Moore graduated from Little Falls Community High School, where he was valedictorian and a member of the National Honor Society. He earned academic all-state honors in cross country and track and field – also serving as captain of the teams – and was twice named the St. Cloud Times Runner of the Year. He also played in the school’s jazz band and brass quintet. Moore is majoring in engineering.

Peterson is a graduate of Rockwood Summit High School, where she was a member of the National Honor Society and a Gold Scholar. Captain of her varsity golf team, Peterson earned all-conference and all-district honors in the sport while being a state golf qualifier her senior year. She also served as a counselor at Camp Rainbow, an overnight camp for children with cancer. She is majoring in biochemistry.

Rogers is a graduate of Pleasant Grove High School, where she was the salutatorian and an AP Scholar, while also being a University Interscholastic League Prose and Poetry Medalist and Literary Criticism Medalist. She was a member of the National Honor Society, Quill and Scroll Society, Science Club, student council and yearbook staff. She also was a varsity soccer player, serving as captain. She is majoring in English.

The valedictorian at Sacred Heart Catholic High School, Slaughter was a member of the National Honor Society, Beta Club, Mu Alpha Theta, Future Business Leaders of America and Hattiesburg’s Dream Youth Leadership Council. He also was a member of the yearbook staff and student council, serving as president his senior year, and played on the school’s varsity tennis team. He is majoring in public policy leadership.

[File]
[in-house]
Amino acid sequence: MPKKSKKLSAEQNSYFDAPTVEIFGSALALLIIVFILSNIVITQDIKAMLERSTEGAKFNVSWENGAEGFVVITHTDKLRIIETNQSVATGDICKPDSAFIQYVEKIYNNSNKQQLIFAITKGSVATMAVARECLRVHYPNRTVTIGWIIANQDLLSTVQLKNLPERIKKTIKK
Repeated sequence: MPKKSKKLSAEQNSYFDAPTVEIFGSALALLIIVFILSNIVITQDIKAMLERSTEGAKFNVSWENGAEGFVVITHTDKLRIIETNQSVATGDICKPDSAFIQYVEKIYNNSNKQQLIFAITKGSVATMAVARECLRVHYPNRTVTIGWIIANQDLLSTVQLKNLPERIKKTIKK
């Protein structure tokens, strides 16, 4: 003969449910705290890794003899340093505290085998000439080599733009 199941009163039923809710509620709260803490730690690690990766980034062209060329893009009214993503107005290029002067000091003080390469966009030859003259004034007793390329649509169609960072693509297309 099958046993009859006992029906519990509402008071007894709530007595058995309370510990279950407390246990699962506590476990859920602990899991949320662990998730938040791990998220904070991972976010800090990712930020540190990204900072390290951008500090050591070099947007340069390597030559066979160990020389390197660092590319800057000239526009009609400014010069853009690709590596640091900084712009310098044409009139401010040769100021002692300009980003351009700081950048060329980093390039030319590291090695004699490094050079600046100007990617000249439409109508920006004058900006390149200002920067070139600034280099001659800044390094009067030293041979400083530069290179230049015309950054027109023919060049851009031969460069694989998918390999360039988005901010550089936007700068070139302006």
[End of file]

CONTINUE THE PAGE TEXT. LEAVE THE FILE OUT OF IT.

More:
A graduate of Presbyterian Christian High School, Watts was a member of the Key Club and Mu Alpha Theta, and was a district and state winner at the Academic Betterment Competition. He also participated in the show choir and in drama, and was a member of the annual staff, chemistry club and Beta Club. He played in the Mississippi Baptist All-State Youth Choir and Orchestra. He is majoring in public policy leadership.

For more information about the Sally McDonnell Barksdale Honors College, visit

Flagship Constellations Mini-Conference Set for Jan. 19

Registration is open for event focused on disaster resilience

OXFORD, Miss. – A mini-conference on the Disaster Resilience Flagship Constellation at the University of Mississippi is set for Jan. 19.

Information related to disaster resilience will be shared at the event through a general-information session led by the interim constellation leadership team, a series of five-minute presentations from individual faculty and researchers, and breakout discussions focusing on constellation sub-themes.

The event is set for 10 a.m. to 3 p.m. Jan. 19 with in-person and online participation options. A location is to be announced. Lunch will be provided.

The mini-conference is open to all faculty and staff, but pre-registration is requested by 5 p.m. Jan. 17.